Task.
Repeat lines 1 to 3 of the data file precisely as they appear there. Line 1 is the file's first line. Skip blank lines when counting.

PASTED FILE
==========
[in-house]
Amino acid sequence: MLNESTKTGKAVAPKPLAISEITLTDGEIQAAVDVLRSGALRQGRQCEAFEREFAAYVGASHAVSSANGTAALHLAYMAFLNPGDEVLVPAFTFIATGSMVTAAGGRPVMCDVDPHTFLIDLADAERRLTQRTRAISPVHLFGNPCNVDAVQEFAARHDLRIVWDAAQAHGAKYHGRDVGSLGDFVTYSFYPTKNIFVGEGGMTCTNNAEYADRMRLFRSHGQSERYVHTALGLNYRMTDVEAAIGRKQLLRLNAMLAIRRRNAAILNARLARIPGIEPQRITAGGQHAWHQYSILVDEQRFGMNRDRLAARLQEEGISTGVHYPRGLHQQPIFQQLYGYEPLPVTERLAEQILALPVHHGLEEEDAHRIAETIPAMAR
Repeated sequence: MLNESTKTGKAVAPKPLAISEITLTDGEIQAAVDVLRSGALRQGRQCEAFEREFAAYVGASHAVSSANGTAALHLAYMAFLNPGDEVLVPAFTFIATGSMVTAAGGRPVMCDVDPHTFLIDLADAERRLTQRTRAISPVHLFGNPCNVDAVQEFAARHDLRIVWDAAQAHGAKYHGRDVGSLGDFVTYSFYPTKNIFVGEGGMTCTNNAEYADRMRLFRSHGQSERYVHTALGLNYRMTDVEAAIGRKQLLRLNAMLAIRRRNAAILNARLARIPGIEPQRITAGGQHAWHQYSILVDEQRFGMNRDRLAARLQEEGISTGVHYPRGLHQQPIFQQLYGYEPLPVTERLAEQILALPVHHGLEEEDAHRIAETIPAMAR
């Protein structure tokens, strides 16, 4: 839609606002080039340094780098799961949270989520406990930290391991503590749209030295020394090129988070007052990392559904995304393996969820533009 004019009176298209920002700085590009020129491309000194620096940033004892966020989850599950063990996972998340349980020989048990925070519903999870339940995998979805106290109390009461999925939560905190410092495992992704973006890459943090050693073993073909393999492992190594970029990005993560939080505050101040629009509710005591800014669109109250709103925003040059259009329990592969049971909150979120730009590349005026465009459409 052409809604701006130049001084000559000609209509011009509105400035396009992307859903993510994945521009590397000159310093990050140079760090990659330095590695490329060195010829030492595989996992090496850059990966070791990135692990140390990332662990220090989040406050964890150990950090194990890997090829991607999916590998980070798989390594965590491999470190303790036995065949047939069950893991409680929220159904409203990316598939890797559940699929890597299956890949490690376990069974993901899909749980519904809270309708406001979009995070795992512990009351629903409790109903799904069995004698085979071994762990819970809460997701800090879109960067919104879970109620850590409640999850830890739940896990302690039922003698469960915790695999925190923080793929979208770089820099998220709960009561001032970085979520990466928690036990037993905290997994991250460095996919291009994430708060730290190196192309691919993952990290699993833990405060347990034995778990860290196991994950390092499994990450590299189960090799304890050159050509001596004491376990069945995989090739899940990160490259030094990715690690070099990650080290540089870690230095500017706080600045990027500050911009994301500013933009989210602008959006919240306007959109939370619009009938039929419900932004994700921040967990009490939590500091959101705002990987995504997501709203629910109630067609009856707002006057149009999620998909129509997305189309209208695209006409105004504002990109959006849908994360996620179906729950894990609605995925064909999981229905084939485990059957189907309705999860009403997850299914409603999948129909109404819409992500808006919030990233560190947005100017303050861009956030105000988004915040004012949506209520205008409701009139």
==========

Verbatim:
[in-house]
Amino acid sequence: MLNESTKTGKAVAPKPLAISEITLTDGEIQAAVDVLRSGALRQGRQCEAFEREFAAYVGASHAVSSANGTAALHLAYMAFLNPGDEVLVPAFTFIATGSMVTAAGGRPVMCDVDPHTFLIDLADAERRLTQRTRAISPVHLFGNPCNVDAVQEFAARHDLRIVWDAAQAHGAKYHGRDVGSLGDFVTYSFYPTKNIFVGEGGMTCTNNAEYADRMRLFRSHGQSERYVHTALGLNYRMTDVEAAIGRKQLLRLNAMLAIRRRNAAILNARLARIPGIEPQRITAGGQHAWHQYSILVDEQRFGMNRDRLAARLQEEGISTGVHYPRGLHQQPIFQQLYGYEPLPVTERLAEQILALPVHHGLEEEDAHRIAETIPAMAR
Repeated sequence: MLNESTKTGKAVAPKPLAISEITLTDGEIQAAVDVLRSGALRQGRQCEAFEREFAAYVGASHAVSSANGTAALHLAYMAFLNPGDEVLVPAFTFIATGSMVTAAGGRPVMCDVDPHTFLIDLADAERRLTQRTRAISPVHLFGNPCNVDAVQEFAARHDLRIVWDAAQAHGAKYHGRDVGSLGDFVTYSFYPTKNIFVGEGGMTCTNNAEYADRMRLFRSHGQSERYVHTALGLNYRMTDVEAAIGRKQLLRLNAMLAIRRRNAAILNARLARIPGIEPQRITAGGQHAWHQYSILVDEQRFGMNRDRLAARLQEEGISTGVHYPRGLHQQPIFQQLYGYEPLPVTERLAEQILALPVHHGLEEEDAHRIAETIPAMAR